T-MZ: One of the things you and I have talked about throughout our conversations is not losing our history, being able to use our social and political histories as a basis to move forward from. What are your ideas on what needs to happen to archive our history, whether that’s physical pamphlets and flyers, or radio interviews, or just getting stories down and really passing them on.

LY: I’m as guilty as anyone else, I need to get my shit together to get at least the more outstanding shows I’ve done into as many kinds of media as possible. In whatever ways we can, we should be working hard to preserve things for future generations. When we see what’s around from the ‘20s, ‘40s and ‘50s, it’s very meaningful to us. But that’s not all we should be doing – not everyone is going to know that material exists and to look for it. Maybe we need to have workshops or conferences or informal gatherings where some of this material is shared. Even just our stories, we all have our stories. In addition to written and electronic preservation, we need to preserve an oral tradition as well. It doesn’t have to be formal or academic.

Beverly Nelson – Kahnesetake Radio – Sept. 15 1990 by Laura Yaros, Matrix, Radio Centre-ville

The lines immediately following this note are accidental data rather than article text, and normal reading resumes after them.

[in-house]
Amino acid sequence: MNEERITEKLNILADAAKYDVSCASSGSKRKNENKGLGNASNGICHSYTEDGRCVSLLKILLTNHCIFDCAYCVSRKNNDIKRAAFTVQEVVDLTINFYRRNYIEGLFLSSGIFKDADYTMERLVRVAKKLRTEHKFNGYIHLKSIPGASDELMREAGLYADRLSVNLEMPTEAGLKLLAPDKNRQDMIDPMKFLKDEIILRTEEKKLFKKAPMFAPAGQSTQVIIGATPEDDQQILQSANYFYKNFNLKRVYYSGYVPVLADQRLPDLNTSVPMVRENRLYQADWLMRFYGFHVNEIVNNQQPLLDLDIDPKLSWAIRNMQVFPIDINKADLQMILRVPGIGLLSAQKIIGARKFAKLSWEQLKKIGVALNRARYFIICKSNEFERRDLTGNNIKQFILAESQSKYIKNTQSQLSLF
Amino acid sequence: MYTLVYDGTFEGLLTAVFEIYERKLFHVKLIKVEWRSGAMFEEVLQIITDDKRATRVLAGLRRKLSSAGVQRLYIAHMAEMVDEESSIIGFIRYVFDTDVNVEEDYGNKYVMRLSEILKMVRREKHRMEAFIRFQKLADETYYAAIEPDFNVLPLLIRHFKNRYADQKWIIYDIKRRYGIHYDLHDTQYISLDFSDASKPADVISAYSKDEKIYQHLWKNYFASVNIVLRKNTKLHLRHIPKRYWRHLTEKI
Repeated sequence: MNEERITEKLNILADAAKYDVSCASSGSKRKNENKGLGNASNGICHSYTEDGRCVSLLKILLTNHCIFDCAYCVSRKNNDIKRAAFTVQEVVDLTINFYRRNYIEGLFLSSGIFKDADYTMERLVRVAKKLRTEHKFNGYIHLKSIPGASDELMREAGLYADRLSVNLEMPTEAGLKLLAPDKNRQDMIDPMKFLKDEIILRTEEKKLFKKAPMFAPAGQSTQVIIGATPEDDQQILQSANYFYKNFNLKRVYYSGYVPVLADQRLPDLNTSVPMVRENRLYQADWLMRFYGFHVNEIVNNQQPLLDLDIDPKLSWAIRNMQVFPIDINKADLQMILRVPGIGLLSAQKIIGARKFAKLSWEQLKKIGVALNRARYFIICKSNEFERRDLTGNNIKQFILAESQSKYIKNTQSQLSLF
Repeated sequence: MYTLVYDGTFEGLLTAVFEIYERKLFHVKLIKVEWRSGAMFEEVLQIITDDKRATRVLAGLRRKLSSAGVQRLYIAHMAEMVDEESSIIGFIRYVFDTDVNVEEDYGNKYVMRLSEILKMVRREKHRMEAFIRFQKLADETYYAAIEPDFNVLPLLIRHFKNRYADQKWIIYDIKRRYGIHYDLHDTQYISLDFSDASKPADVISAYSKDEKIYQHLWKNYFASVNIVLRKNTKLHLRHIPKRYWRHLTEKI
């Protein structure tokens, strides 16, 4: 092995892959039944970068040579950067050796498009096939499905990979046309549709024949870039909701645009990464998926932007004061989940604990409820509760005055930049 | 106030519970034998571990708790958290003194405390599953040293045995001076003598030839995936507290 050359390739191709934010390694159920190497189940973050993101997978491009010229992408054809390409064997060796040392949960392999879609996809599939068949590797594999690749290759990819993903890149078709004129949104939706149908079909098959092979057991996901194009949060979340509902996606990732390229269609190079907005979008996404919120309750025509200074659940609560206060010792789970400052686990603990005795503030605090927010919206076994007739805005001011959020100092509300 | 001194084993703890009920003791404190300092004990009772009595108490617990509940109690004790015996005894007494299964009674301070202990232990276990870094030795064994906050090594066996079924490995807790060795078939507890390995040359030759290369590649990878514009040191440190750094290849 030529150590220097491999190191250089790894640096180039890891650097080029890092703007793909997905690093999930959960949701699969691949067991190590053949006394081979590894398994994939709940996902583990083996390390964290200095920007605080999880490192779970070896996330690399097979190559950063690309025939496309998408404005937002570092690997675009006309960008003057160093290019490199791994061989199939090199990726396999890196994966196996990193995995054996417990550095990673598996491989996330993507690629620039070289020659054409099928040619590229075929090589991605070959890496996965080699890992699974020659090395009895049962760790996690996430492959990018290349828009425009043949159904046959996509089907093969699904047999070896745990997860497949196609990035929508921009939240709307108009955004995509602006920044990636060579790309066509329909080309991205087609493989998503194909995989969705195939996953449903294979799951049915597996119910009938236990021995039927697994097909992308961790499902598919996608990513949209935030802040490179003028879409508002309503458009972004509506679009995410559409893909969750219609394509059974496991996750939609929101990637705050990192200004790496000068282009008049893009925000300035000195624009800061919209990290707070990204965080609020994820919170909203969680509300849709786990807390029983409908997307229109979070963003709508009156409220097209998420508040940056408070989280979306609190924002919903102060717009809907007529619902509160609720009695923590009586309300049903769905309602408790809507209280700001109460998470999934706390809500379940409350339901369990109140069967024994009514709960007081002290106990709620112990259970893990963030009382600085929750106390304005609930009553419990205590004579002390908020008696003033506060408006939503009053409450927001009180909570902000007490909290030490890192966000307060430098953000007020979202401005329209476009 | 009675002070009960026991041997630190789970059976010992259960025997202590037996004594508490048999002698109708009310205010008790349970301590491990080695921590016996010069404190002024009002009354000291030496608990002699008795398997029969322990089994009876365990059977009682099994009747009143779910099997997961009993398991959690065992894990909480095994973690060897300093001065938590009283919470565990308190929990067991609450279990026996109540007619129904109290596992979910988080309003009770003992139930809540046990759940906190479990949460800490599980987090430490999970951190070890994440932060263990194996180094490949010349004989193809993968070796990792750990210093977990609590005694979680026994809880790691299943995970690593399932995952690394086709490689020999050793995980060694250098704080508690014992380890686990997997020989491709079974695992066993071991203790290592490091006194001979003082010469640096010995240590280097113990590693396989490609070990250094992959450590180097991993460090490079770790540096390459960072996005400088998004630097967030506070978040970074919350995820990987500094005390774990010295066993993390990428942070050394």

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I’m lucky I came out during the rise of the feminist movement. I didn’t know other lesbians I could talk to. I found a couple of books, and not just those novels where one woman kills herself and the other one goes back to men. Actual validating books like Lesbian Woman by Del Martin and Phyllis Lyon.

T-MZ: There’s all this money that goes into archiving the history of sports teams or the military or whatever, but there’s still this idea that gay people are this tiny bit of the fringe and no one really sees us and we don’t really matter. Yet we have so much history and can’t get funding to actually make that accessible to people.